Q I commute daily through the Caldecott Tunnel. I work a normal eight-hour day, so I commute around the same time both to and from work. I'm guessing that a lot of folks have a similar schedule.

If that's the case, why is my commute coming home always longer time-wise than my commute going to work? My only theory is that there are a lot of people who go in earlier than I do, work a longer day, and come home when I do. Or is there another reason?

Fredo O'yang

Walnut Creek

A That may be part of the answer, but the bigger reason is that there are simply more people on the road in the afternoon than in the morning -- up to 10 percent, according to state figures. These are often non-commuters.

Q It looks like Hayward is about ready to finish work on Mission Boulevard. Can you tell me what the finished product will look like?

Monica Rebe

Fremont

A Go to www.HaywardLoop.org for maps showing what the new road design will look like when Mission and Foothill Boulevard loop around the downtown area.

The city expects to open the new roads after the weekend of March 15-18, the final piece of the biggest public works project in city history, although some work will continue into June.

Essentially, traffic will flow one-way north on Foothill and one-way south on Mission and part of A Street, skirting downtown. The $100.5 million project stretches from Interstate 580 in the north, down Foothill, around downtown and then all the way down Mission to Industrial Boulevard.

Q I have noticed some large metal structures popping up along the freeways. There is one on the north side of Interstate 580 between the Dublin-Foothill Boulevard and Eden Canyon Road exits. There is another along 680 on the west side between the Castlewood and Sunol exits. The structures have a roof and three sides with one side open. They are large, about 20 feet wide, 30 to 40 feet long and 25 feet high at the end with the opening. Do you know what they are for? Since they have been built about six months ago I haven't seen any activity in or around them.

Richard Rounke

A Beats me, and folks, I need your help. I've asked Caltrans, county officials, city officials, public utilities folk and traffic cops what is going on here. The answer: We don't know. So I turn to you, my readers. Someone must know.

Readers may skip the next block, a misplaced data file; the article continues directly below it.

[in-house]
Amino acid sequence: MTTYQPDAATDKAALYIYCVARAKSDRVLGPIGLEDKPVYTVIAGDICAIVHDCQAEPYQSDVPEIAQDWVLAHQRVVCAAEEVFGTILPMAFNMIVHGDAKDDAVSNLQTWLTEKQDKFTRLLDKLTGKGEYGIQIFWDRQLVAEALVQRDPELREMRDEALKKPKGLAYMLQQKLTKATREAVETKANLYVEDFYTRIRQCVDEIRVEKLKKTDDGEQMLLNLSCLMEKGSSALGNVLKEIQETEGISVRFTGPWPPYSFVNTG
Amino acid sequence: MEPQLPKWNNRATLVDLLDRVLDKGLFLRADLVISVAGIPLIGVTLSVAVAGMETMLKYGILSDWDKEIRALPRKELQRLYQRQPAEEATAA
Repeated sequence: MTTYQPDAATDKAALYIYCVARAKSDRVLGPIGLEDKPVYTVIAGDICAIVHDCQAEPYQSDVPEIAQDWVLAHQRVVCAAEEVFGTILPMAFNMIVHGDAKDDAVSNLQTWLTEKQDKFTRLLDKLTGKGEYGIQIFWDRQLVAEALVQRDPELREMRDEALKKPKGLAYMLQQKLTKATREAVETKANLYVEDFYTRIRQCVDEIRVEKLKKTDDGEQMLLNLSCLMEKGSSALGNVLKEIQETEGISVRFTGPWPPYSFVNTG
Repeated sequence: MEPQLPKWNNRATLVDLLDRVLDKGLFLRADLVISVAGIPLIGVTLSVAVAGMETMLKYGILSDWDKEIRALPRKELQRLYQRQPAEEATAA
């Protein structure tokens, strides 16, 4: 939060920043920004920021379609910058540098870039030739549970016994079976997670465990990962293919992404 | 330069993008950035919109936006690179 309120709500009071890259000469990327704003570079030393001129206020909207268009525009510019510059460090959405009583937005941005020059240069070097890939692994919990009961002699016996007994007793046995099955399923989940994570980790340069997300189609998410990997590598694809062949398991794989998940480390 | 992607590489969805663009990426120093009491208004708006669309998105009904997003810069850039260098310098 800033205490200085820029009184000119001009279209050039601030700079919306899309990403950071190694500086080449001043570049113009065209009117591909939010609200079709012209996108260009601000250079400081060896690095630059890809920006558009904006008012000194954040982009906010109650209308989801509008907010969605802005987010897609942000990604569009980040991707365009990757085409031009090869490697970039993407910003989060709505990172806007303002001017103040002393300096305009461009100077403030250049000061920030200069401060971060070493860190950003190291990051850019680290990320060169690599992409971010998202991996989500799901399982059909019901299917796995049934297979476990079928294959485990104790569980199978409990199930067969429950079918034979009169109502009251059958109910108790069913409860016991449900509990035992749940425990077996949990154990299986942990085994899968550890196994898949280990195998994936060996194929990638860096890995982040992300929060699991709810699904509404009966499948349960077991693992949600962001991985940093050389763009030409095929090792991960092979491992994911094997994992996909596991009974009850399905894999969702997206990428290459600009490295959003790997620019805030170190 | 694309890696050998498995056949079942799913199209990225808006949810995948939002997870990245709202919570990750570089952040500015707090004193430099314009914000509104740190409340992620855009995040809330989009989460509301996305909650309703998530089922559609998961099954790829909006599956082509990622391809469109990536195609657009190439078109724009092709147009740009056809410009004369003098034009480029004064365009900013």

Q I figure you'd be able to find this out for my curious mind. What is the round metal structure with the orange things on top on the corner of De La Cruz Boulevard and Central Expressway north of the San Jose airport? Is it some kind of radar for the airport?

Sara Razavi

A Indeed it is. This is the FAA VOR (very high-frequency omnidirectional radio range) ground station. It enables pilots to determine their position and stay on course by receiving radio signals transmitted by a network of ground radio beacons.

Q At 3:40 p.m. last Thursday, I was following a Highway Patrol car as it entered Highway 17 at Lark Avenue. Immediately upon entering the highway, the flashing lights went on and the car started weaving back and forth across the highway, which made all cars behind it go very slowly, as we couldn't possibly get around it. I assumed we were being slowed in preparation for a stop so that the officers could pick up debris on the highway, or because of an accident. However, after driving like this for about two miles, the lights were turned off and the car exited the highway. I'm curious as to what was going on.

Lynda Fox

A This was a "rolling roadblock" designed to slow drivers until a problem ahead could be cleared. This most likely involved debris on the road that was picked up before you got there.

Q I have a question regarding license plate lights. Are they required by law?

June Kin

San Jose

A Yes, a light is required.

 

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